You gotta hand it to Paul Pelosi. Not even Warren Buffett is this good.
Just ahead of the announcement that Congress was scheduled to vote on a $52 billion subsidy for the computer chip industry, he acquired between $1 million and $5 million of stock in Nvidia, a semiconductor manufacturer. This man’s got a crystal ball. Did he promise his wife, the Speaker of the House of Representatives, this invaluable orb in exchange for inside info?
Definitely not, according to Speaker Pelosi.
Suspicions of illegal, dishonest trading practices were quickly and definitively laid to rest when Drew Hammill, spokesman for Speaker Pelosi, assured the nation, “The Speaker does not own any stocks. As you can see from the required disclosures, with which the Speaker fully cooperates, these transactions are marked ‘SP’ for Spouse. The Speaker has no prior knowledge or subsequent involvement in any transactions.”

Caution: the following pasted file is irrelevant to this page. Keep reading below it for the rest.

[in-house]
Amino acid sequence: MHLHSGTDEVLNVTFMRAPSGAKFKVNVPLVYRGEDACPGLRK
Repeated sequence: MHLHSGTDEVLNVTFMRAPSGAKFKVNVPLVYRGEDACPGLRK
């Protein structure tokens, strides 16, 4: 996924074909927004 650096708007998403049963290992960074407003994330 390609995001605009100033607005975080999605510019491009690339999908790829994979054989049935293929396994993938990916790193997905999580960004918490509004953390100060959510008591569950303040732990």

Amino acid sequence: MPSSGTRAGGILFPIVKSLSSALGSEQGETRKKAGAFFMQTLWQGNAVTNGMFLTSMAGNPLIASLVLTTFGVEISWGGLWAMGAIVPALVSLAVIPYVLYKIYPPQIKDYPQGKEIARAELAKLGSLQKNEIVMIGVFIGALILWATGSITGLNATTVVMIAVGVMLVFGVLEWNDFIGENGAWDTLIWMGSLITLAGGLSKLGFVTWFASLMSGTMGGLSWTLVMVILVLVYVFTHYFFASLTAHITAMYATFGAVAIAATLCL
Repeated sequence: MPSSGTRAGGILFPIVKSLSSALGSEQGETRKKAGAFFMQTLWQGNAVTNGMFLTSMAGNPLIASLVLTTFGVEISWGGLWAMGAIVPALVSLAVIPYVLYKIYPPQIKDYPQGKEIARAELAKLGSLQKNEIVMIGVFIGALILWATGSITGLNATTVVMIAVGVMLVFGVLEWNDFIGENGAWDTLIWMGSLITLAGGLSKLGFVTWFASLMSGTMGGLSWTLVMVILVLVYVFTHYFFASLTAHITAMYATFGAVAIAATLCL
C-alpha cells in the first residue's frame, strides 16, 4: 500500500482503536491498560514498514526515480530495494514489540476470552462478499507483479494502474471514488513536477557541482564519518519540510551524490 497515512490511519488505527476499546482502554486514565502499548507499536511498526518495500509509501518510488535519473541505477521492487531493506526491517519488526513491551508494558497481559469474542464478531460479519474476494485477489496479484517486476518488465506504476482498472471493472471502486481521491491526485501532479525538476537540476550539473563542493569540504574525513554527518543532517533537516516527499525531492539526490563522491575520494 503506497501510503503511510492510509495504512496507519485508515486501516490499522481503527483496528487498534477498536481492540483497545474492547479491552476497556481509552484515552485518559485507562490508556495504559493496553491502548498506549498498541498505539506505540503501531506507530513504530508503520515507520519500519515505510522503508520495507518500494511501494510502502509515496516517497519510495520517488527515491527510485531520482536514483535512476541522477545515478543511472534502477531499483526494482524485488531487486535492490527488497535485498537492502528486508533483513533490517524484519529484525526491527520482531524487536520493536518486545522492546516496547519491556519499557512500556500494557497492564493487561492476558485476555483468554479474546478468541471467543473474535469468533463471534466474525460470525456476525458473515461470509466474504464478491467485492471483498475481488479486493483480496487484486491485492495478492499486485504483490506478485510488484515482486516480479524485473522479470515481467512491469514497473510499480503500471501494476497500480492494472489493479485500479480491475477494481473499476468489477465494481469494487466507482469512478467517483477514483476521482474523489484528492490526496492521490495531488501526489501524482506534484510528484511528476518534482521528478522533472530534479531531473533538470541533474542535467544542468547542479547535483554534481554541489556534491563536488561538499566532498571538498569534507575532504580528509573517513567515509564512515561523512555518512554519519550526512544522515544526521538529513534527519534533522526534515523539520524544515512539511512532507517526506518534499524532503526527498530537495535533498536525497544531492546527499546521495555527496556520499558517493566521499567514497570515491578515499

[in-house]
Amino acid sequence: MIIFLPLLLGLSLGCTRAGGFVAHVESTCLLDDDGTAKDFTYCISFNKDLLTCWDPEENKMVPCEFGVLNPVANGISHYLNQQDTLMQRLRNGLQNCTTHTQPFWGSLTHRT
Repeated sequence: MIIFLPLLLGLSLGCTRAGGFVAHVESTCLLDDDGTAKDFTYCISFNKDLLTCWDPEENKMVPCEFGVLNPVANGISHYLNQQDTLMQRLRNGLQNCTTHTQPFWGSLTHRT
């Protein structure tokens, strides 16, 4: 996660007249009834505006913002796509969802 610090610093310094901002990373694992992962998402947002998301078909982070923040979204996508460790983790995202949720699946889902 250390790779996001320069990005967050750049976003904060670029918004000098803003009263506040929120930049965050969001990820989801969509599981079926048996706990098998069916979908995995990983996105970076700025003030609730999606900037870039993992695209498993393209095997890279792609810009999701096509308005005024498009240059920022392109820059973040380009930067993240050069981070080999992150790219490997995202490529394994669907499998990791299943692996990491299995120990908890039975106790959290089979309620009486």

Done and done.
So, now that we’re sure that the House Speaker’s spouse had not received any advance knowledge about the $52 billion subsidy that the House Speaker put to a vote in Congress the week following his purchase of more than $1 million of stock in a company that directly benefitted from the subsidy, the matter can be laid to rest once and for all.
In fact, Paul Pelosi is so above suspicion that he swiftly sold the stock he had just acquired days prior at an incalculable loss, proving definitively that he has no interest in profiting off of knowledge that he never had in the first place but, were he to ever have such knowledge, would never use unlawfully anyway.
These actions are not those of a lying, insider-trading crook, but of a daring, prescient wunderkind who cares deeply about the appearance of propriety and makes unbelievably timely trades that almost seem to display a degree of foresight. If all investors were a little more like Paul Pelosi, perhaps they’d have to close the stock market for good.